The Sociology of Religion: Read this book by Max Weber, here.
Religion eBooks: Read books about the Bible, Christian books, and more.
Plays
From Shakespeare to George Bernard Shaw to more contemporary playwrights, visit these sites.
ReadBookOnline.net: Here you can read plays by Chekhov, Thomas Hardy, Ben Jonson, Shakespeare, Edgar Allan Poe and others.
Plays: Read Pygmalion, Uncle Vanya or The Playboy of the Western World here.
The Complete Works of William Shakespeare: MIT has made available all of Shakespeare’s comedies, tragedies, and histories.
Plays Online: This site catalogs “all the plays [they] know about that are available in full text versions online for free.”
ProPlay: This site has children’s plays, comedies, dramas and musicals.
Modern Fiction, Fantasy and Romance
These websites boast collections of graphic novels, romance novels, fantasy books and more.
Public Bookshelf: Find romance novels, mysteries and more.
The Internet Book Database of Fiction: This forum features fantasy and graphic novels, anime, J.K. Rowling and more.
Free Online Novels: Here you can find Christian novels, fantasy and graphic novels, adventure books, horror books and more.
Foxglove: This British site has free novels, satire and short stories.
Baen Free Library: Find books by Scott Gier, Keith Laumer and others.
The Road to Romance: This website has books by Patricia Cornwell and other romance novelists.
Get Free Ebooks: This site’s largest collection includes fiction books.
John T. Cullen: Read short stories from John T. Cullen here.
SF and Fantasy Books Online: Books here include Arabian Nights,Aesop’s Fables and more.
Free Novels Online and Free Online Cyber-Books: This list contains mostly fantasy books.
Foreign Language
For books in a foreign language like French, Spanish and even Romanian, look here.
Project Laurens Jz Coster: Find Dutch literature here.
ATHENA Textes Francais: Search by author’s name, French books, or books written by other authors but translated into French.
Liber Liber: Download Italian books here. Browse by author, title, or subject.
Biblioteca romaneasca: Find Romanian books on this site.
Bibliolteca Virtual Miguel de Cervantes: Look up authors to find a catalog of their available works on this Spanish site.
KEIMENA: This page is entirely in Greek, but if you’re looking for modern Greek literature, this is the place to access books online.
Proyecto Cervantes: Texas A&M’s Proyecto Cervantes has cataloged Cervantes’ work online.
Corpus Scriptorum Latinorum: Access many Latin texts here.
Project Runeberg: Find Scandinavian literature online here.
Italian Women Writers: This site provides information about Italian women authors and features full-text titles too.
Biblioteca Valenciana: Register to use this database of Catalan and Valencian books.
Ketab Farsi: Access literature and publications in Farsi from this site.
Afghanistan Digital Library: Powered by NYU, the Afghanistan Digital Library has works published between 1870 and 1930.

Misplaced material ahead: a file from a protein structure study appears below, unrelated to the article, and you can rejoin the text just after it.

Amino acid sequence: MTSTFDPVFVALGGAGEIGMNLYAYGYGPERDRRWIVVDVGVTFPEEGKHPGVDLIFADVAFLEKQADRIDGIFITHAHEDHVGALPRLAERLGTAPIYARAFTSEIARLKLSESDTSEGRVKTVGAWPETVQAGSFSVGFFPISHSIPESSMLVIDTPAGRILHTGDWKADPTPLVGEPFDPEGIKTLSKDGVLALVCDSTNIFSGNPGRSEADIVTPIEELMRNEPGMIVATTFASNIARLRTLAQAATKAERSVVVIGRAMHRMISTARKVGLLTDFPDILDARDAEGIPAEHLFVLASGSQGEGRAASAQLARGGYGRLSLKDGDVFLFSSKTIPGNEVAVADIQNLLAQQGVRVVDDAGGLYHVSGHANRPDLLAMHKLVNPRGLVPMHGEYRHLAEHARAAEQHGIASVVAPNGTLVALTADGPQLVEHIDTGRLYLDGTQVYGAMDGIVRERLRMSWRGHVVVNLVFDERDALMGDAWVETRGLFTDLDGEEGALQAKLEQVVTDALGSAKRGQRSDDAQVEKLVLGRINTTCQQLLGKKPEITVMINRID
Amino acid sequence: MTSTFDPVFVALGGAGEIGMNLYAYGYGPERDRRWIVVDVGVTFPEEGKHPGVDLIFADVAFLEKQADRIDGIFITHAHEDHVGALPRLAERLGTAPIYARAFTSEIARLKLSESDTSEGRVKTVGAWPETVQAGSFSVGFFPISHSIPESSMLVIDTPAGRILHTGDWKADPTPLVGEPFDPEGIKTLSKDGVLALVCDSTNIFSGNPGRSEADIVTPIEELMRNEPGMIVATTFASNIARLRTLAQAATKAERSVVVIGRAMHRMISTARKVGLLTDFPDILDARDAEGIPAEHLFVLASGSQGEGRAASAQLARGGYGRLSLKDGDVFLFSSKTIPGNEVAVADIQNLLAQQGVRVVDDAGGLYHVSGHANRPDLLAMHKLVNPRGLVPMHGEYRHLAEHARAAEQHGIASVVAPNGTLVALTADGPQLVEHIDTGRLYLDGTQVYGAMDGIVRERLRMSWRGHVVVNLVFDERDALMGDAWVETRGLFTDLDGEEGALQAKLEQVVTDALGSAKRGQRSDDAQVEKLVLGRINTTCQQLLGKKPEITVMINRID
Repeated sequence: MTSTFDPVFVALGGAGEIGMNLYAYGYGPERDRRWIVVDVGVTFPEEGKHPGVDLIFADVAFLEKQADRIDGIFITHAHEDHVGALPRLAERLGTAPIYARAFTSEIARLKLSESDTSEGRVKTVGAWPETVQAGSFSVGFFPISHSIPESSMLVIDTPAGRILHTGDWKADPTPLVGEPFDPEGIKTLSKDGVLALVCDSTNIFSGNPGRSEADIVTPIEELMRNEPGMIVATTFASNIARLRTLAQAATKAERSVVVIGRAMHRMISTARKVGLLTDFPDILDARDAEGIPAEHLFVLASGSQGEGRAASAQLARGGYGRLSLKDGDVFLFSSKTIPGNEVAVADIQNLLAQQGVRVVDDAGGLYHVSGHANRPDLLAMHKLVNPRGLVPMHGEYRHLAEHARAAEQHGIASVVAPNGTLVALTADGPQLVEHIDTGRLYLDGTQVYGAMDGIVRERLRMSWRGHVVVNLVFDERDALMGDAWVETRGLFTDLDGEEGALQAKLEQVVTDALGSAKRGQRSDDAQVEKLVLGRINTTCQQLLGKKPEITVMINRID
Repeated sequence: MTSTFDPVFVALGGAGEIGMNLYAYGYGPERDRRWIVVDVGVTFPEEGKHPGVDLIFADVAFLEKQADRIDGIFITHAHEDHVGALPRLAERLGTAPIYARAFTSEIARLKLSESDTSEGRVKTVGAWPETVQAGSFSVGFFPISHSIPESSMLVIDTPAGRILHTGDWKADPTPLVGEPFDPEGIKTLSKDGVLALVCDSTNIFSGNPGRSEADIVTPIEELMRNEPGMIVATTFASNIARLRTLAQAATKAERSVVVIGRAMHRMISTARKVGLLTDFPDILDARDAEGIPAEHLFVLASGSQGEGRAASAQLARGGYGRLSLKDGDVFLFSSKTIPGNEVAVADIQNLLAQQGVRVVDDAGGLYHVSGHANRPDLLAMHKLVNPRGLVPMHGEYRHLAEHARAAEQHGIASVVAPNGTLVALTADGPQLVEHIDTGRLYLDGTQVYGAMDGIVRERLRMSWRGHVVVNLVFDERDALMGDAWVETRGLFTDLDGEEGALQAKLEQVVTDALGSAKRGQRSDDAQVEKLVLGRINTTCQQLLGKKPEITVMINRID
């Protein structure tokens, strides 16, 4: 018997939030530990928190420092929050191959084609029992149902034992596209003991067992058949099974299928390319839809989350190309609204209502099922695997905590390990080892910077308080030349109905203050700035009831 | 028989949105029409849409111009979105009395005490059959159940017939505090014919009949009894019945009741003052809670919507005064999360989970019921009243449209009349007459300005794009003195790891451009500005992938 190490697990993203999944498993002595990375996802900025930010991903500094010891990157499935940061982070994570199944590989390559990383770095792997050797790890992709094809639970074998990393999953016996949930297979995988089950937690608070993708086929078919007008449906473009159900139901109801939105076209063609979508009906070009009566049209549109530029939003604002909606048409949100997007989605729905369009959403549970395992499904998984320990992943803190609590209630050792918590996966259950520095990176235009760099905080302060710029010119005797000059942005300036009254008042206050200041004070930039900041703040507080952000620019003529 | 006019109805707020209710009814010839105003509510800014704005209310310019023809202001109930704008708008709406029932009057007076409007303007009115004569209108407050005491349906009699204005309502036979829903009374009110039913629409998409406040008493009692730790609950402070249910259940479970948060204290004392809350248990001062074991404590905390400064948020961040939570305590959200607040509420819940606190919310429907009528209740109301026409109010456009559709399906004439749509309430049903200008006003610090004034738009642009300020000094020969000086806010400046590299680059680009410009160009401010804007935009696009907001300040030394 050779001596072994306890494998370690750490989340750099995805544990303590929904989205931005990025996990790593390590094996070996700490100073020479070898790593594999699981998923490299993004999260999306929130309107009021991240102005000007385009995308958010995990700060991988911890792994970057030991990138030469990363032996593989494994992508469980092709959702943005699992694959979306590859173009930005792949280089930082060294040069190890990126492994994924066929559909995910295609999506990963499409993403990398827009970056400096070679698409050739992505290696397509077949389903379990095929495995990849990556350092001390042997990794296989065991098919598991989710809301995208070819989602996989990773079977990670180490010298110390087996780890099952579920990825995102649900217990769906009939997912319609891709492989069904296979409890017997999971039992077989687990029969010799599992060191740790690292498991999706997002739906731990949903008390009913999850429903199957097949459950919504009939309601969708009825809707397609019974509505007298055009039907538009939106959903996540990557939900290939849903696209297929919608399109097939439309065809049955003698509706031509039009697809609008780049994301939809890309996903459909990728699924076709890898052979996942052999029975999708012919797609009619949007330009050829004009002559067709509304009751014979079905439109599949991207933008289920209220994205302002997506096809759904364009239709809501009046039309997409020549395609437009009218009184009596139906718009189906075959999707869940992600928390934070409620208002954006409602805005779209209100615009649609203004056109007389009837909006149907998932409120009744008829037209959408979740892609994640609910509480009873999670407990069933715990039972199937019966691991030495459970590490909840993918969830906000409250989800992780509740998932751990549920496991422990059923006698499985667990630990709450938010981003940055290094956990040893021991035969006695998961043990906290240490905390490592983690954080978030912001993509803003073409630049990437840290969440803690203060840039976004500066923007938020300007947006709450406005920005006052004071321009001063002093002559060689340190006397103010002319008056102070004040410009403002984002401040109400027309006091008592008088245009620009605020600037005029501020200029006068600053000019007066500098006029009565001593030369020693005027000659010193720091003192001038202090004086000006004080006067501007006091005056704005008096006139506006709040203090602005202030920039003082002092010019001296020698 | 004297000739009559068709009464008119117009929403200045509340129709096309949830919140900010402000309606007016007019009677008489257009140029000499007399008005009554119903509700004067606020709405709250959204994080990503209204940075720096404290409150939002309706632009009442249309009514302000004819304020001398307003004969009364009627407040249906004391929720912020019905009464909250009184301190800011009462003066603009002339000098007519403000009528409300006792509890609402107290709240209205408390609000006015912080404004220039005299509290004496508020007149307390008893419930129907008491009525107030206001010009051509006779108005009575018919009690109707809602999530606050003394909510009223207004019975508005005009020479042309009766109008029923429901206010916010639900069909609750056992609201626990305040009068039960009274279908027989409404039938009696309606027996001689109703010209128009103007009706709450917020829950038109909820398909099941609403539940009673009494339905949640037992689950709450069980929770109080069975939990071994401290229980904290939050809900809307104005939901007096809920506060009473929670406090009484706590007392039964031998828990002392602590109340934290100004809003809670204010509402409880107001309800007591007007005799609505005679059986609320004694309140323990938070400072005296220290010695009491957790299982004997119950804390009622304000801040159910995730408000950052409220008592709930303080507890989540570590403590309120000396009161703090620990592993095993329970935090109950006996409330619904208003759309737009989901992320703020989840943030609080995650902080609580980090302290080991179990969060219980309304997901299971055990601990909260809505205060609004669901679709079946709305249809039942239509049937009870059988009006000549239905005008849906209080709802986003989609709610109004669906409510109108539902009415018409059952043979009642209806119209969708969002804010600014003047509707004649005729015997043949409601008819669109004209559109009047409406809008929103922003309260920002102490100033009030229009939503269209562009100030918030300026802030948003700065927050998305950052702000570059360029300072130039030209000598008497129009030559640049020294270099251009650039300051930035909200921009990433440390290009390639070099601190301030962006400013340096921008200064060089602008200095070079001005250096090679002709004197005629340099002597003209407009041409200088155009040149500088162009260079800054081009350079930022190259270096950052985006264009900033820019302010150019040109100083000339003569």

CELT: CELT stands for “the Corpus of Electronic Texts” features important historical literature and documents.
Projekt Gutenberg-DE: This easy-to-use database of German language texts lets you search by genres and author.
History and Culture
Refresh your memory of world history, the classics and U.S. history here.
LibriVox: LibriVox has a good selection of historical fiction.
The Perseus Project: Tufts’ Perseus Digital Library features titles from Ancient Rome and Greece, published in English and original languages.
Access Genealogy: Find literature about Native American history, the Scotch-Irish immigration in the 19th and 20th centuries, and more.
Free History Books: This collection features U.S. history books, including works by Paul Jennings, Sarah Morgan Dawson, Josiah Quincy and others.
Most Popular History Books: Free titles include Seven Days and Seven Nights by Alexander Szegedy and Autobiography of a Female Slave by Martha G. Browne.
Rare Books
Look for rare books online here.
Questia: Questia has 5,000 books available for free, including rare books and classics.
JR’s Rare Books and Commentary: Check this site for PDF versions of some rare books.
Arts and Entertainment
This list features books about celebrities, movies, fashion and more.
Books-On-Line: This large collection includes movie scripts, newer works, cookbooks and more.
Chest of Books: This site has a wide range of free books, including gardening and cooking books, home improvement books, craft and hobby books, art books and more.
Free e-Books: Find titles related to beauty and fashion, games, health, drama and more.
2020ok: Categories here include art, graphic design, performing arts, ethnic and national, careers, business and a lot more.
Free Art Books: Find artist books and art books in PDF format here.
Free Web design books: OnlineComputerBooks.com directs you to free web design books.